Seal Your Home
Every year around this time, walk around your house to ensure every window is closed and locked. When air seeps into your home through windows and doors, that means money is leaking out via higher monthly energy bills. There are many small precautions you can take to combat this.
According to Consumer Reports, sealing windows and cracks can reduce energy costs by 15 to 30%. If necessary, use caulk to plug holes and put weather stripping around drafty windows and doors. Insulation kits cost around $25 and allow you to put a protective film over your windows.
Clear Your Yard
It’s important to rake and bag the build-up of leaves in your yard before heavy snowfall comes. If you let your leaves get buried, they will begin to decompose and soak up the moisture in your soil. Decomposition can also create an insect problem as well as a weed control problem, which can damage your yard.
Proper yard maintenance through every season is the environmentally responsible thing to do. And preventing pest control problems or lawn care expenses is a wise decision.
Avoid Space Heaters
Did you know that space heaters can be a major energy drainer on your utility bill during the winter months? Small electric heaters can use about 3,000 watts per use, and larger ones may use over 11,000 watts. In comparison, you’d have to run a refrigerator for four hours to equate to one hour of space heater usage.
Electricity is one of the most expensive energies to heat a home, costing about twice as much as natural gas for the same amount of heat. There are many alternatives worth exploring, such as using a fireplace if you have one, investing in radiant heating options, or by installing a ceiling fan heater.
Think of Out of the Box
Not only is second-hand buying a form of recycling, it’s easier on your budget, too. Websites like FreeSharing.org are a great source for free items from furniture to appliances. Could it get any better than totally free?
Dial Down Your Water Heater
You certainly need hot water when the weather cools down, but many water heaters are installed at a default setting of 140 degrees, which can pose a scalding risk. Setting your water temperature higher also wastes energy by heating water much hotter than necessary.
Try turning your water heater down to 120 degrees to save energy and bring the water down to a safer temperature. You also can save energy by wrapping your water heater in a blanket to keep in warmth.
Improve Fuel Efficiency
According to FuelEconomy.gov, tests show that your gas mileage falls by anywhere from 12 to 22% in the wintertime. When the temp drops outside, your vehicle’s tire pressure is reduced and fuel efficiency goes down with it. Be sure to check your tires more frequently and inflate them to the proper level.
Fall is also a great time to have your tire treads checked – if you need new tires, get them put on now before you find yourself stuck on the side of the road after a heavy snow. Avoid idling your car for long periods of time as another way to be more fuel efficient.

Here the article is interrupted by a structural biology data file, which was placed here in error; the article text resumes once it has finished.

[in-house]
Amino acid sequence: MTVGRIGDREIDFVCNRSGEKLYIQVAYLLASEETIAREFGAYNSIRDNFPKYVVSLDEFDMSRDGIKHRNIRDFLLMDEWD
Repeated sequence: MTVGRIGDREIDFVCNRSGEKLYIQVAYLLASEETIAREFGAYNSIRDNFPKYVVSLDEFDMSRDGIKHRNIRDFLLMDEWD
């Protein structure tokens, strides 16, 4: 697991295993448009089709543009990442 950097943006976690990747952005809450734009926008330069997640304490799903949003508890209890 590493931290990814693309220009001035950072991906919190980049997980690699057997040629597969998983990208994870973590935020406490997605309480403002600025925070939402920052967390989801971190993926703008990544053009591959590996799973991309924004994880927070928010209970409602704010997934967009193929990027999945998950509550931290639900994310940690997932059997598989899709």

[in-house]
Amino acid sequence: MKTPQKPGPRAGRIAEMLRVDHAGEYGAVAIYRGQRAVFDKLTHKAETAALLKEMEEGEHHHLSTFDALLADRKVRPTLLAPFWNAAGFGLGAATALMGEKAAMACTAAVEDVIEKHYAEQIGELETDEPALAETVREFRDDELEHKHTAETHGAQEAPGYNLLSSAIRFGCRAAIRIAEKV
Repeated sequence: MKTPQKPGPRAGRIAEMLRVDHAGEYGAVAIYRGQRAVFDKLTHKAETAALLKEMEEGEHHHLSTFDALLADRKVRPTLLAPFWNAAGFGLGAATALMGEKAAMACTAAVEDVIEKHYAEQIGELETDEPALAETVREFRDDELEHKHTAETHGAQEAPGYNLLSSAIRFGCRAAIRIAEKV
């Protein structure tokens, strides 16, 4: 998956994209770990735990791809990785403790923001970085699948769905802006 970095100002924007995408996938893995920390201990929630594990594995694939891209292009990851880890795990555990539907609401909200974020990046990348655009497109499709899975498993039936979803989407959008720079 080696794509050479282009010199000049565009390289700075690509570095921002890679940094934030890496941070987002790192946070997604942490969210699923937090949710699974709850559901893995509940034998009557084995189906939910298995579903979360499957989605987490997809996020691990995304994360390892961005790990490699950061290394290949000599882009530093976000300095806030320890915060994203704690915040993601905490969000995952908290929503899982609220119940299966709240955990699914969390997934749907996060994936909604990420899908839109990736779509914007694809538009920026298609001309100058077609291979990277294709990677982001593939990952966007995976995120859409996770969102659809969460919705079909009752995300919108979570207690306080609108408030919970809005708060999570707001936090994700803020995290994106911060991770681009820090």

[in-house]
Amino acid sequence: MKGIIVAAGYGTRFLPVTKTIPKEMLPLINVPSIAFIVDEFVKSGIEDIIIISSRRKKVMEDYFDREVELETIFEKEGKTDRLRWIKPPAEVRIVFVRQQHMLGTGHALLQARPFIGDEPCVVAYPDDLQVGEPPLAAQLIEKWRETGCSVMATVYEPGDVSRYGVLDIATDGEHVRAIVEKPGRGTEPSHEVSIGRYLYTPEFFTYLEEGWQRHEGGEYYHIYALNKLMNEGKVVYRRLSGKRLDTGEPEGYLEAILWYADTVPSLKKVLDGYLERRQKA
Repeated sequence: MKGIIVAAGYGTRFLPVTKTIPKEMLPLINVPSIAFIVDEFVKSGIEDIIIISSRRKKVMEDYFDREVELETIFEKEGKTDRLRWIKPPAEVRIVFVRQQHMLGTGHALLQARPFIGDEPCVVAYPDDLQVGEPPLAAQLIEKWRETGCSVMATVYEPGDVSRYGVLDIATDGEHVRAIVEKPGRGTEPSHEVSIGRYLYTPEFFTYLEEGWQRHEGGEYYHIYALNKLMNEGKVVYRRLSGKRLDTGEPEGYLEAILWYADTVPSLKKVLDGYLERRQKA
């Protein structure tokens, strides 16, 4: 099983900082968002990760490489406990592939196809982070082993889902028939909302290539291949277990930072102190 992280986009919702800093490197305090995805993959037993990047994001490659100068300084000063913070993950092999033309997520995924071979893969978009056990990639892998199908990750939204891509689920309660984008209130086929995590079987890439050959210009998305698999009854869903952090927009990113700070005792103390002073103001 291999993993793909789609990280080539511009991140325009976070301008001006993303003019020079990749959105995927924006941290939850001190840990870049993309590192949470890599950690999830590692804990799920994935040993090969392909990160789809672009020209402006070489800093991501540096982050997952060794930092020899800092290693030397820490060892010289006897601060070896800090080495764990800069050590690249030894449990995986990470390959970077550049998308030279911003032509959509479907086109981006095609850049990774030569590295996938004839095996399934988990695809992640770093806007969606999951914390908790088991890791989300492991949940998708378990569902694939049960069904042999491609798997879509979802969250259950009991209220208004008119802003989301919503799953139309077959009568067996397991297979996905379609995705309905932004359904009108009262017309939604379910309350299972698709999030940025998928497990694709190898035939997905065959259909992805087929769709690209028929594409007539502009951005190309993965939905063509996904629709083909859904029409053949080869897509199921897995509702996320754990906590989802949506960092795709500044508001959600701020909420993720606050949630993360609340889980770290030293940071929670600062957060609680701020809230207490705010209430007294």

Reverse Ceiling Fans
If you have a ceiling fan in your home, you can reverse the spin direction so that it runs clockwise. Most fan models have a reverse switch on the base. This adjustment should cause the air to be drawn up toward the ceiling instead of downward.
This reverse setting pushes the air up against the ceiling and down the walls, to gently recirculate warm air without creating a cooling wind effect. This method of redistributing air helps to heat a room.
Clean Out Your Gutters
True, cleaning your house’s gutters isn’t the most exciting fall task in the world, but cleaning them helps prevent ice dams from forming when melted snow pools and refreezes. Ridges of ice then prevent melted snow from draining off of your roof.
When water has nowhere to go, the water can leak into your home and damage interior walls, ceilings and insulation. Fall leaves can also clog gutters and cause them to pull away from your house. This can lead to leaks that damage your home and lead to mold growth.
Don’t Toss Old Electronics
If Santa is good to you by bringing new electronics this holiday, remember not to toss your old ones out with the trash. Call your city’s waste removal department for instructions on how to properly dispose of electronics or donate your old computer or cell phone to a local nonprofit organization.
Another option is to recycle them responsibly. Many electronics, like cell phones, contain mercury and other toxins that pose a global environmental threat. You can recycle your cell phones at your nearest Best Buy, Staples or AT&T store.
Improve Your Heat Flow
A common mistake homeowners make is to arrange furniture in a way that obstructs floor and wall vents. If your furniture is obstructive to the heat flow, consider reorganizing the room layout for the season.
Everyone wants to save money and being green at the same time is a win-win. What have you done in your home to be more efficient in colder temps? Share your ideas in the comments below!
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